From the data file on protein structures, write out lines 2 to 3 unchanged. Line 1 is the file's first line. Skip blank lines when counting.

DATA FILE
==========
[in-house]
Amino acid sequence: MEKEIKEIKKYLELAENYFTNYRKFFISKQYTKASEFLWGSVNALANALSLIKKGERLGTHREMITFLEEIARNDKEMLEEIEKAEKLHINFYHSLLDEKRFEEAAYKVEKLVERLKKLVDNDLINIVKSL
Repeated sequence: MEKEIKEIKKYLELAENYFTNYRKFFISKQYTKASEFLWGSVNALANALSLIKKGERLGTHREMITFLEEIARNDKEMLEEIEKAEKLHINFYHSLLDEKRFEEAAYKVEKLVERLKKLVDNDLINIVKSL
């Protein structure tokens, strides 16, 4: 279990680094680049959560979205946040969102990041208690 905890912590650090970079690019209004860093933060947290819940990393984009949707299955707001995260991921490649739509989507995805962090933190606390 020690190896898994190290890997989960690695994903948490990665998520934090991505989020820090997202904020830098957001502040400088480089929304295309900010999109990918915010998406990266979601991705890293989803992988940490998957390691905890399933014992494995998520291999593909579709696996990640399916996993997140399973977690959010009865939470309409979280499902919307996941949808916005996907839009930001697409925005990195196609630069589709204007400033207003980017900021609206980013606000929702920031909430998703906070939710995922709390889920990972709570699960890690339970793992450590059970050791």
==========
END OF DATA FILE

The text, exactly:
Amino acid sequence: MEKEIKEIKKYLELAENYFTNYRKFFISKQYTKASEFLWGSVNALANALSLIKKGERLGTHREMITFLEEIARNDKEMLEEIEKAEKLHINFYHSLLDEKRFEEAAYKVEKLVERLKKLVDNDLINIVKSL
Repeated sequence: MEKEIKEIKKYLELAENYFTNYRKFFISKQYTKASEFLWGSVNALANALSLIKKGERLGTHREMITFLEEIARNDKEMLEEIEKAEKLHINFYHSLLDEKRFEEAAYKVEKLVERLKKLVDNDLINIVKSL